Exactly how the Roman republic came into existence remains shrouded in mystery. Critically so. As with our tradition of English common law and the necessity of knowing that its origins are “beyond the memory of man,” from “time immemorial,” “ancient beyond memory or record,” and “time out of mind,” so it is with the best republics. If we could identify the exact moment of origin and the originator or originators, a republic would lose one of its most important components: that it is a reflection of cosmic nature and not of human will. Its continuation must be of the will—just as with a trial by jury and the presumption of innocence. These must be guarded by the will, but they cannot rest in their origins in the mind of man (or men). If they did, they would lose their power and their very essence.

The Roman Republic, then, arrived not by the hand of any one founder, but by the revolution of a whole people against the political tyranny and moral corruption of the rulers, the Etruscans. Of all the ancient peoples of the Mediterranean, modern scholars know very little about the Etruscan people, other than their language (not fully) and the art that remained long after the Romans overthrew them. In contrast to the rustic simplicity of the Latins, the Etruscans appear to be a soft, sensual, and decadent people. The Romans must have despised them not just for their intrusive governance, but for their sexual libertinism and their effete civilization.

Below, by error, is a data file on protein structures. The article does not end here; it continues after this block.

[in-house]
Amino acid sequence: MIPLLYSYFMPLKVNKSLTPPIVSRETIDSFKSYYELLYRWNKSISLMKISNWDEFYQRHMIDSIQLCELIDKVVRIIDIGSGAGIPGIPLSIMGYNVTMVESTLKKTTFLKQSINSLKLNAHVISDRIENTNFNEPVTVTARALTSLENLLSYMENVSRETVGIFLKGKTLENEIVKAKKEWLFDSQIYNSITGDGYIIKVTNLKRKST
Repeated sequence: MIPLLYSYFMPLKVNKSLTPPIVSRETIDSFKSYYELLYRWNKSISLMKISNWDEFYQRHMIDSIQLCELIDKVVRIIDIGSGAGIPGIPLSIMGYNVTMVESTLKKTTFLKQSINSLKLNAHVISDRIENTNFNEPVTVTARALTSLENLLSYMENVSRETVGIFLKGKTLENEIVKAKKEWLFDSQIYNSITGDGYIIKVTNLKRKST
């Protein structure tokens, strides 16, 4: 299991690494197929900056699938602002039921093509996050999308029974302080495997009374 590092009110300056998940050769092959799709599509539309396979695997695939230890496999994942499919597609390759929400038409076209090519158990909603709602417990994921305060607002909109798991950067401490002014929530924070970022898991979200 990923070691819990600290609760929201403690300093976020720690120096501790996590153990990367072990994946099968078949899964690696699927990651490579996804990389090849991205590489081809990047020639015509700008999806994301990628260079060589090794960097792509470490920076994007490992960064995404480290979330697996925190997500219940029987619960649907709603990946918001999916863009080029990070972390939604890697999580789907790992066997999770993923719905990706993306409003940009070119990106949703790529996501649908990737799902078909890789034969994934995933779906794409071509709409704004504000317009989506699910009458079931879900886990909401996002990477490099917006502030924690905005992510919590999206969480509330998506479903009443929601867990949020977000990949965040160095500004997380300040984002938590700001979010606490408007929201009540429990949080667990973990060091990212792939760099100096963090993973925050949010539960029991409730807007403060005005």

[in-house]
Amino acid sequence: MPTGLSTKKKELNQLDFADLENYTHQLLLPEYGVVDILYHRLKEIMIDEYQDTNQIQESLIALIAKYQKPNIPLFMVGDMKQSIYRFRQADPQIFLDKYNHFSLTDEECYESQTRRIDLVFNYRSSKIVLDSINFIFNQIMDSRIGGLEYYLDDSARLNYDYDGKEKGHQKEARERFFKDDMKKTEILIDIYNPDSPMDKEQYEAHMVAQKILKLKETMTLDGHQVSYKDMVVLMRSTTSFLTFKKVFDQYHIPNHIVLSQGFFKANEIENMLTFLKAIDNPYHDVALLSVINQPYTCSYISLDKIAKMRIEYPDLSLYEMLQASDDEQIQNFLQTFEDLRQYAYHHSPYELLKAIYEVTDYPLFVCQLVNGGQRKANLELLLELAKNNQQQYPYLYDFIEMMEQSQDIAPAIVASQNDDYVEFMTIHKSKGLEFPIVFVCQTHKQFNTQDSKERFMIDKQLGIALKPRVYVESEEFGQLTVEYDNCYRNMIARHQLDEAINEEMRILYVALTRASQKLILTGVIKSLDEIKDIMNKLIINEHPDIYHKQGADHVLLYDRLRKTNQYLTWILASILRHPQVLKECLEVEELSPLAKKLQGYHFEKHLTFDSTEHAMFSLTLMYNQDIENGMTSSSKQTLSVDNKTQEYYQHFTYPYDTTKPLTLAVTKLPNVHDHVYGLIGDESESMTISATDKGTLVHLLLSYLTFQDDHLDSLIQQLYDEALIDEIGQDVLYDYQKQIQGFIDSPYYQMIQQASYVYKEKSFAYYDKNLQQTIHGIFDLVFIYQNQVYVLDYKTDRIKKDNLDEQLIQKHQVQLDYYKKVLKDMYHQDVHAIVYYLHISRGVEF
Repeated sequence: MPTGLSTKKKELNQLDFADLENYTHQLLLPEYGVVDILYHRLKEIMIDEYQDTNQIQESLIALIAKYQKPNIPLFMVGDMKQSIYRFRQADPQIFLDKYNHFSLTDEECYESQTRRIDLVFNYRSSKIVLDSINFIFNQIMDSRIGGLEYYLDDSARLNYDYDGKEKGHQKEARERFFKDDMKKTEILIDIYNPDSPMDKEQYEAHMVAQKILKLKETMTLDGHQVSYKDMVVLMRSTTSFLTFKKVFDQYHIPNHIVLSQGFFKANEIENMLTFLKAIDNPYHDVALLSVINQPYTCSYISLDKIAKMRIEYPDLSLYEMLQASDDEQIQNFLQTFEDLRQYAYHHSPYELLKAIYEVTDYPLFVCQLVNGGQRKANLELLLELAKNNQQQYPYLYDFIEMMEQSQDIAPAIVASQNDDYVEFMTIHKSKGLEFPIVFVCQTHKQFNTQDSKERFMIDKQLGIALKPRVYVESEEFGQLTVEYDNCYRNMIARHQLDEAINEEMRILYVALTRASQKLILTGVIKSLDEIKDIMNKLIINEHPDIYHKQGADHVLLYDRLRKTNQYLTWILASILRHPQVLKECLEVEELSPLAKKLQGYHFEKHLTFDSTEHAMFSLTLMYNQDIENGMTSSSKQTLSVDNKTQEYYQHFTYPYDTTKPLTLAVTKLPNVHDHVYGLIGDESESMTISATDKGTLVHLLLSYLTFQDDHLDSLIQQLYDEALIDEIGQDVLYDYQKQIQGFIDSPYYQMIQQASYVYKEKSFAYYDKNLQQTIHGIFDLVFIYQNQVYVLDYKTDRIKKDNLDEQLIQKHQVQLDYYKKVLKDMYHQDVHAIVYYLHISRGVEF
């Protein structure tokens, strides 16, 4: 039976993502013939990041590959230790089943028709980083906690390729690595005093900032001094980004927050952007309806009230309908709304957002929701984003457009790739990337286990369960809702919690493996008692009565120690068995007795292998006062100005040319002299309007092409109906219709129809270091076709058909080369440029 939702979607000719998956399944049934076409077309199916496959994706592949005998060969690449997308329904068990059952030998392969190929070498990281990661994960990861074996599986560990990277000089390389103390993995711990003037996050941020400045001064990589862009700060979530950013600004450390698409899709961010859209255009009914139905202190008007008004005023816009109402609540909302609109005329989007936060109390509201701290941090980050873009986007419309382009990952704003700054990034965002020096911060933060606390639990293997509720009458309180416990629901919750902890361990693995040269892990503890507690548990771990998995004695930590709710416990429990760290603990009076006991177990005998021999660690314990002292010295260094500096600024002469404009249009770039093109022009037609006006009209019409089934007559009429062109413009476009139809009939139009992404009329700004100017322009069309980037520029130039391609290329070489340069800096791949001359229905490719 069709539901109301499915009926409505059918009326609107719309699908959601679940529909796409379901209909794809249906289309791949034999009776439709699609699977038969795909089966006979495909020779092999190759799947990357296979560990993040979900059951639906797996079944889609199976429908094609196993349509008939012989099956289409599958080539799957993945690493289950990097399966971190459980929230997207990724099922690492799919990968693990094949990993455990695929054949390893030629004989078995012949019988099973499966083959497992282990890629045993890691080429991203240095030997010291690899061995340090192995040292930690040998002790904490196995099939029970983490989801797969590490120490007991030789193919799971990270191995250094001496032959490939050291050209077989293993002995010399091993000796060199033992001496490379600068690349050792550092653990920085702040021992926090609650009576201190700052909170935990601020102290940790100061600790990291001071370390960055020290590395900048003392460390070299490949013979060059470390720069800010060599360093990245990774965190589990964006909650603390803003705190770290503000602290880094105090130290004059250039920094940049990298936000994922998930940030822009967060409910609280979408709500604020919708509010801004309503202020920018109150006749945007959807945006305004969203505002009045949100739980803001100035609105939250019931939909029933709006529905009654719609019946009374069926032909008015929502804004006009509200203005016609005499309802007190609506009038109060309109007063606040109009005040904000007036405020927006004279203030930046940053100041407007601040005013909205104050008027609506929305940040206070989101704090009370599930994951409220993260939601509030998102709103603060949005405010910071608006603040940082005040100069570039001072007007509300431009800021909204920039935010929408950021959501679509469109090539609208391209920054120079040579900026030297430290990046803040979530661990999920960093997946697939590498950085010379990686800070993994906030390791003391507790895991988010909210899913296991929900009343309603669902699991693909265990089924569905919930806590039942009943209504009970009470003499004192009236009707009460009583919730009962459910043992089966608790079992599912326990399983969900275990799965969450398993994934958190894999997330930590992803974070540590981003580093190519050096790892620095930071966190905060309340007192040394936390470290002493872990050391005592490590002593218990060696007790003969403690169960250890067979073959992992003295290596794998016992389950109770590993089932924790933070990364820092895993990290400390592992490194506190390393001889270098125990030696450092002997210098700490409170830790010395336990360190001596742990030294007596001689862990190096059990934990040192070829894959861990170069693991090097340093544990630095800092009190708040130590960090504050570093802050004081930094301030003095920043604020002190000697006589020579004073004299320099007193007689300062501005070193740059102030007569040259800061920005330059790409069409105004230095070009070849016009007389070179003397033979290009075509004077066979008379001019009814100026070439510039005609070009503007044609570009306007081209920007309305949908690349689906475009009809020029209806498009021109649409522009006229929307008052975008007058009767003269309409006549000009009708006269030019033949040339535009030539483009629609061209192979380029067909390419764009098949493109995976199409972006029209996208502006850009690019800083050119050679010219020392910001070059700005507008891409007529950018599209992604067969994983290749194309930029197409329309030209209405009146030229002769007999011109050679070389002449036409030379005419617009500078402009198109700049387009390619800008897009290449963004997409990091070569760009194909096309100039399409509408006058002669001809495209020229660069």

Whatever their successes—and they were many, especially in art and engineering—the Etruscans lost favor with the Romans, and the Romans violently overthrew them in 510 B.C. The following year, the Romans established a republic, only the second in recorded history. The Carthaginians had beaten them to it, but the North Africans had established a commercial republic, while the Romans desired a virtuous one.

Certainly, the Roman republic was not a democratic one, but, rather, an aristocratic one, with most of the power residing in the Senate (meaning “wise old men”), a body of the ruling families that controlled the finances, internal security, and foreign affairs. In his history of Rome, the Greek thinker Polybius claimed that Rome had a tripartite balance of powers from the beginning, even if power resided in the aristocracy. Around the Senate, according to Polybius, the people as a whole provided checks and balances, as did the executives through various offices. Almost nothing is recorded of the first few centuries of Roman republican history, so one theory or one guess, generally, is as good as any other. One way or another, the Roman constitution evolved to incorporate formal institutions representing the aristocratic, the democratic, and the executive elements of government.

Here, one must pause and consider the history of the Mediterranean world to understand the importance of Rome and its republic. Though it was the second republic, as noted above, the Roman republic came into being only a year after the first Greek philosopher, Heraclitus, wrote of the LOGOS being the primal matter, and a full four decades before Socrates was born. At the same time that Leonidas and his 300 defended the Gates of Fire against the Persians in 480, the Roman republic was a thriving polity. When Plato wrote his magnum opus, The Republic, in the fourth century, the Roman republic had already existed for nearly one-and-a-half centuries.